Any modern device is made up of multiple hardware and software components, any one of which could represent a potential risk. That's a reality that secure mobile phone vendor Silent Circle has learned with its Blackphone, thanks to the responsible security disclosure from Tim Strazzere, director of mobile research at SentinelOne.
Strazzere found that there was a misconfigured driver for an Nvidia Icera modem that could have potentially enabled an attacker to exploit the Blackphone and its users. Silent Circle has already patched the issue, and there are no reports of any user being exploited by the vulnerability. The issue also only impacted the first generation of the Blackphone, which has been superseded by the Blackphone 2, which does not use the same modem.
The discovery of the Blackphone vulnerability happened somewhat by accident. Strazzere explained that he is part of a group of security professionals known as Red Naga that provides training sessions at the DefCon security conference.
"We wanted to do a training session on reverse engineering an Android device," Strazzere told eWEEK. "In the step of figuring out how to find vulnerabilities, we found a bunch in many devices. One of the devices before we taught the class was the Blackphone."
Red Naga has publicly posted its training materials on GitHub, including the steps the group used to find mobile device vulnerabilities. At a high level, the approach is all about looking for items that appear to be misconfigured in some way. Using that approach, Strazzere found an open socket on the Blackphone and began to investigate if that opening could be used to tell the device to do something it shouldn't be able to do. The open socket was not an open network port that would have been easily viewable by a remote attacker.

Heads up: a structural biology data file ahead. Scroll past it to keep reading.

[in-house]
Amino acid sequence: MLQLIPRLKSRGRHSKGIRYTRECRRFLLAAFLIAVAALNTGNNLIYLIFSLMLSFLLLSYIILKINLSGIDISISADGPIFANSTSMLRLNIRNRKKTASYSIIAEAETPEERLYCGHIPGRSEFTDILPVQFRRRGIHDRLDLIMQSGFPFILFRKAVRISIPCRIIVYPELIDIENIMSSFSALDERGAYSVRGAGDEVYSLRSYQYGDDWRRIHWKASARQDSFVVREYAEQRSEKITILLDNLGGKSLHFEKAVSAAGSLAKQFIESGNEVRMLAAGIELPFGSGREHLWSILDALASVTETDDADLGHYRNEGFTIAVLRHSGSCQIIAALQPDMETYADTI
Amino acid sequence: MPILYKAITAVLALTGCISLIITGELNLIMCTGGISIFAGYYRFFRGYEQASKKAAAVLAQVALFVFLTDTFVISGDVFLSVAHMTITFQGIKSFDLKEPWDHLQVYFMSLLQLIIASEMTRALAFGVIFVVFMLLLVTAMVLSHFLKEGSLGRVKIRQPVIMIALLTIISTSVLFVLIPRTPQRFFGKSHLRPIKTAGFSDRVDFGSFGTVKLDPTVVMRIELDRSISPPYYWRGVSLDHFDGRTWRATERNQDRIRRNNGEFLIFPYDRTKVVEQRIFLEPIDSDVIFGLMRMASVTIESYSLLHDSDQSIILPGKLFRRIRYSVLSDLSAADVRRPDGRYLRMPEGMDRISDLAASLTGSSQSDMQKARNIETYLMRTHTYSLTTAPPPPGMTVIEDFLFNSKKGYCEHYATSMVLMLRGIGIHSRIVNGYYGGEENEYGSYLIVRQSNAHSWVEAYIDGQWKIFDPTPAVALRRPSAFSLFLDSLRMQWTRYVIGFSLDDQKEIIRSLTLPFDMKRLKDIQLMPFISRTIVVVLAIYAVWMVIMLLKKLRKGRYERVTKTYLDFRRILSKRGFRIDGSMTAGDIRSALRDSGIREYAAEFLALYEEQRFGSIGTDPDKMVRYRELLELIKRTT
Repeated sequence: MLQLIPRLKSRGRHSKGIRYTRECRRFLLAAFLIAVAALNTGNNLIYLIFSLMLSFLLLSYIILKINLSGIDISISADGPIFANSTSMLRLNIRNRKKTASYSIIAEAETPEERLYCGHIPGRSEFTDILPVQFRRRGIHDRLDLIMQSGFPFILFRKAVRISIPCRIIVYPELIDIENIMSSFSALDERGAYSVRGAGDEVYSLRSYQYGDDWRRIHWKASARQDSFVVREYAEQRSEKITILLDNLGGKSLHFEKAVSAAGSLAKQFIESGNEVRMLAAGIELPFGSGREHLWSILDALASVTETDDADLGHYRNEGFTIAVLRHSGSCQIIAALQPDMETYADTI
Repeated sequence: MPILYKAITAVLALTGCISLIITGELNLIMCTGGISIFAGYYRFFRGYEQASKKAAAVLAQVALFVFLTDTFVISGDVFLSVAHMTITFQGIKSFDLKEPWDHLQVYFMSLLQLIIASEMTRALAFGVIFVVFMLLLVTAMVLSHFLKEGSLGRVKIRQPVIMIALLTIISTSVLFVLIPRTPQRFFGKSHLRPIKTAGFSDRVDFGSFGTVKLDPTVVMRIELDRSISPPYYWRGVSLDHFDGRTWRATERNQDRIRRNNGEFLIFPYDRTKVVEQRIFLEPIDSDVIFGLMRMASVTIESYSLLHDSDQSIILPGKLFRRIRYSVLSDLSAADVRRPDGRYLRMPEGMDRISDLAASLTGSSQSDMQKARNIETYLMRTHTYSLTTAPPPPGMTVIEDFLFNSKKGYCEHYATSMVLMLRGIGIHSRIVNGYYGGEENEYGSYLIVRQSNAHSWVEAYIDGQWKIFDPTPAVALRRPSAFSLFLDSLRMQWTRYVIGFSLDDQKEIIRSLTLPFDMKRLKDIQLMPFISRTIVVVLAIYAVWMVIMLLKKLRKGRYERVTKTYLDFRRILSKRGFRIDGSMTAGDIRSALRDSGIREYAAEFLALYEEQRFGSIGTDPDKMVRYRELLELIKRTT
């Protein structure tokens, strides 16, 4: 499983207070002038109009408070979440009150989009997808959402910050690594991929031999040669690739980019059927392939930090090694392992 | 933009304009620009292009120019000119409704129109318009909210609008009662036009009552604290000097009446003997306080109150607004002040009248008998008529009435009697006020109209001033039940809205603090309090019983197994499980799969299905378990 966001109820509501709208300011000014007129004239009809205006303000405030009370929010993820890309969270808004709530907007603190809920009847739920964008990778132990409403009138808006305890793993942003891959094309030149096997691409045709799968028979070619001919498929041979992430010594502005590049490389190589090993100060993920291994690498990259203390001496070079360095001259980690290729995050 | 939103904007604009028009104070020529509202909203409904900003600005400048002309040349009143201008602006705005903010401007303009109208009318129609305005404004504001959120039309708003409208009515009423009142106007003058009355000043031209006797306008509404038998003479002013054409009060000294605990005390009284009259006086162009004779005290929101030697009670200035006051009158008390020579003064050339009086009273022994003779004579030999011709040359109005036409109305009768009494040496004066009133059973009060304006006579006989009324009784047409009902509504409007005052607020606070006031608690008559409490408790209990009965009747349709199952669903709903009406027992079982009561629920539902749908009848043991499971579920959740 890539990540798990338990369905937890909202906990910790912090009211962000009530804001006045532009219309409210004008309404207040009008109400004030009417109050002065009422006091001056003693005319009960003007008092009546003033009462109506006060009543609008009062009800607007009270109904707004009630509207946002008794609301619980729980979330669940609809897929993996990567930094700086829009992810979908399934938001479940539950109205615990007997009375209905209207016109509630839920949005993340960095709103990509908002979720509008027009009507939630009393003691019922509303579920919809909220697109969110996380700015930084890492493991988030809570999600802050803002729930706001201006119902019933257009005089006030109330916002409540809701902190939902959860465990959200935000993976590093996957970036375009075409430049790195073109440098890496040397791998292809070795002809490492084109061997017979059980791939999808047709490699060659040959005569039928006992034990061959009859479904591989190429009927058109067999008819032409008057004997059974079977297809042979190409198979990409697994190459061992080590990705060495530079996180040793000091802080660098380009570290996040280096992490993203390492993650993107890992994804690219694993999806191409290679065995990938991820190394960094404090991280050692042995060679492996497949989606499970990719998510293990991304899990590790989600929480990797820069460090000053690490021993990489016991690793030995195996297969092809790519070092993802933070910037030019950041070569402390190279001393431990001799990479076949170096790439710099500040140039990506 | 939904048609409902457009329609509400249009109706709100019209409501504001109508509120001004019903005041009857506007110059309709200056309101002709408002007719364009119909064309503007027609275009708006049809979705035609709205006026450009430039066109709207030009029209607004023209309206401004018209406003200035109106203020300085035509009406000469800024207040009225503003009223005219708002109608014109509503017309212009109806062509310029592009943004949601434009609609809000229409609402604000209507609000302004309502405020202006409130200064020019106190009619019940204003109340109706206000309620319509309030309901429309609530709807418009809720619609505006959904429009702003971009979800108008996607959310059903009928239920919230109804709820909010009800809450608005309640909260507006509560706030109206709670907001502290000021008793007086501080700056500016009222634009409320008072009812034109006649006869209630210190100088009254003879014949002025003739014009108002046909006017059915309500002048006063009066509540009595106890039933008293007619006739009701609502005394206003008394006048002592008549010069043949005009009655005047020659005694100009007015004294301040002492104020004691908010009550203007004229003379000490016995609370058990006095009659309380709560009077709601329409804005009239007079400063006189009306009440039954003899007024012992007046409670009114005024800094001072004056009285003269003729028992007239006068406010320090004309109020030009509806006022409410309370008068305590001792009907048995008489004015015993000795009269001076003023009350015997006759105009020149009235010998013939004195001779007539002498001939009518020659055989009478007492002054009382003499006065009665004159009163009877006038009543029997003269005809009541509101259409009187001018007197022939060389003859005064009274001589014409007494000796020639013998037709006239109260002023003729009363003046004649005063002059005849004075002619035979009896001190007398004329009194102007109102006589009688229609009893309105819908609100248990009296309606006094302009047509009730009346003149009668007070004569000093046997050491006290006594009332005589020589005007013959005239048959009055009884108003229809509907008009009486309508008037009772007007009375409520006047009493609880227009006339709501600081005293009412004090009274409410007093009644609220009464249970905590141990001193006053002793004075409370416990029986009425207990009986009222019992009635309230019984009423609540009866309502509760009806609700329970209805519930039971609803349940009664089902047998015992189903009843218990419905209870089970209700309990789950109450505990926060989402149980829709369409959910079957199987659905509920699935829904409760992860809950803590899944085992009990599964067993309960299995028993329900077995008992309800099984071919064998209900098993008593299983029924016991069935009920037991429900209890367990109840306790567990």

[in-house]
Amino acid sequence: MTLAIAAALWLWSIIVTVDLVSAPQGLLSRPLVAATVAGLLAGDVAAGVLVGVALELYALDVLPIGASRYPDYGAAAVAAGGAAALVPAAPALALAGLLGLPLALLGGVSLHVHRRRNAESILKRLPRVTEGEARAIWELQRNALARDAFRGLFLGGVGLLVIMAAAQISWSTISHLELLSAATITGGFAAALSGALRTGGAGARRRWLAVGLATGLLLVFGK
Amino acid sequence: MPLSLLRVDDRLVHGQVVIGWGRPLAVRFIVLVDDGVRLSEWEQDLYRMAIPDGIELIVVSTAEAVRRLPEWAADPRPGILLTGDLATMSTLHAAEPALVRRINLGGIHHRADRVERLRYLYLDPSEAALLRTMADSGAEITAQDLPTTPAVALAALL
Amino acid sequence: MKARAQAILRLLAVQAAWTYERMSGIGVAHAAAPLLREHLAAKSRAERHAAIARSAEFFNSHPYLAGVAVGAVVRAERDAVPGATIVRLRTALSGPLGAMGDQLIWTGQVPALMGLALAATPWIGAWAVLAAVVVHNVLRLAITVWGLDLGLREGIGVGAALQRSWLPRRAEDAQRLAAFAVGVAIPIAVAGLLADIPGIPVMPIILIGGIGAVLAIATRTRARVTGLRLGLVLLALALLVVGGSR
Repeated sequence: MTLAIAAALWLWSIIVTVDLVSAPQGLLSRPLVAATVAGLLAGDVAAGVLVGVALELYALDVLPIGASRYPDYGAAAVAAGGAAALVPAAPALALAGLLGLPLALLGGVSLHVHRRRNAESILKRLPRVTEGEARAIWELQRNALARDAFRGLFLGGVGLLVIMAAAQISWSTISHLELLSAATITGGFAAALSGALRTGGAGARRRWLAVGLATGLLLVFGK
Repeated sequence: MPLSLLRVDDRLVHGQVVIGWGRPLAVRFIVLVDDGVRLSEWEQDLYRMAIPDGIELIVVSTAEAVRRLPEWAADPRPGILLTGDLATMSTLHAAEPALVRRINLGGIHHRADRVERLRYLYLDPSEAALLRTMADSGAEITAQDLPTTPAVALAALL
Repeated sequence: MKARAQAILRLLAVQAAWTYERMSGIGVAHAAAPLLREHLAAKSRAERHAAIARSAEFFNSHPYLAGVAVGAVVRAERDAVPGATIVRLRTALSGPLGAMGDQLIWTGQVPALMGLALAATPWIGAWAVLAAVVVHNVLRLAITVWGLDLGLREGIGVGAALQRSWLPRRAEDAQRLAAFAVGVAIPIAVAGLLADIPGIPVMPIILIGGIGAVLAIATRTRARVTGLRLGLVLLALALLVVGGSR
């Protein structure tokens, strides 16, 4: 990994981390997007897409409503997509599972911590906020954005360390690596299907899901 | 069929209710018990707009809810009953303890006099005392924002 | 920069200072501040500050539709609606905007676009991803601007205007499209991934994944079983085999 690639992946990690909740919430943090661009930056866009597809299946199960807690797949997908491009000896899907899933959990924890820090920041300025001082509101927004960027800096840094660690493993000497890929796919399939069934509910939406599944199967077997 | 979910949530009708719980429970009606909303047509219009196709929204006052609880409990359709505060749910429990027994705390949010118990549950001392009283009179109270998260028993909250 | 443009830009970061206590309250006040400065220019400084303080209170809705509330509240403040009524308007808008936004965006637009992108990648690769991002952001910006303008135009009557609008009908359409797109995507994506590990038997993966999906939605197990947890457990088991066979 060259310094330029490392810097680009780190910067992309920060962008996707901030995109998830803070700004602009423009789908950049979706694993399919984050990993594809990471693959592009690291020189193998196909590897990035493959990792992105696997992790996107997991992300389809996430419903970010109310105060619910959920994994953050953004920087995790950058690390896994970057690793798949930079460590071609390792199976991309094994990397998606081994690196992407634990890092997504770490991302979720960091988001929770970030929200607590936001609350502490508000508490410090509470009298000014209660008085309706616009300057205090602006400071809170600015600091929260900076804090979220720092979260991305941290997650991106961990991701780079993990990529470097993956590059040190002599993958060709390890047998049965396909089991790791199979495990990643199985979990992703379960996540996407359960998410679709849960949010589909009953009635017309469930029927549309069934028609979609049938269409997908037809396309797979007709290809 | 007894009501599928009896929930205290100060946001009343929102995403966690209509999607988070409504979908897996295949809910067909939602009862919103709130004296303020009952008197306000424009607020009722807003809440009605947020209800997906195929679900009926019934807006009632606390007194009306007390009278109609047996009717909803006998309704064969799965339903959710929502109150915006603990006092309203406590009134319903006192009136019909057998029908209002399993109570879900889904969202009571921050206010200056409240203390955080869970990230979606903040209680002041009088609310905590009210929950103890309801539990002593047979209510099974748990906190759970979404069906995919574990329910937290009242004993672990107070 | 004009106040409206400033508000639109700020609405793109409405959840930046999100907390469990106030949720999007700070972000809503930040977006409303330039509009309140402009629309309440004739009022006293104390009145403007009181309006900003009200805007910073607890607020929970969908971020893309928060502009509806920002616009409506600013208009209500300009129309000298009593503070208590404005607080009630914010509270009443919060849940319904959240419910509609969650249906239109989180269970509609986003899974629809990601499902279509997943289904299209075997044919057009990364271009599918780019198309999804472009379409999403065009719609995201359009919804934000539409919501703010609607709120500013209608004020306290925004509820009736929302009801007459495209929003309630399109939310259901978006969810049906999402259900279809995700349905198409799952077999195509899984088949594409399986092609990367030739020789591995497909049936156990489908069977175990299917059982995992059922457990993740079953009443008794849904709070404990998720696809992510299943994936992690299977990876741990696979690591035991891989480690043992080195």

"It's a local Unix socket that would enable a local application to talk to it," Strazzere said. "Sockets are how different programs on a device can communicate with other."
As such, the flaw that Strazzere found on the Blackphone could not be directly remotely exploitable by an attacker on its own. That said, there are several potentially viable attack vectors where the flaw could have been exploited. One attack vector would be to embed the exploit into a malicious application. The application wouldn't ask for any extraordinary privileges, though it would enable an attacker to send and read SMS messages and to potentially control the phone.
From a root cause perspective, Strazzere explained that the vulnerability is due to a misconfiguration in the Nvidia Icera modem driver that is used on the Blackphone.
"No one should be able to directly talk to the driver, but the ability to do so was likely left in there by accident," Strazzere said. "It was probably in there for debugging purposes, but no one caught it before it went into a production device."
Strazzere first reported the issue to Silent Circle at the end of August. Silent Circle uses the Bugcrowd bug reporting platform, which is where Strazzere was able to keep track of the bug and patching process. Bugcrowd provides a managed platform that runs bug bounty programs for companies. For his efforts finding the Blackphone flaw, Strazzere was awarded a $500 bug bounty.
"I had never used Bugcrowd before," Strazzere said. "It can sometimes be really hard to track a bug and see if a company is fixing a bug, but this was a really painless process and I wish more companies worked through Bugcrowd."
Sean Michael Kerner is a senior editor at eWEEK and InternetNews.com. Follow him on Twitter @TechJournalist.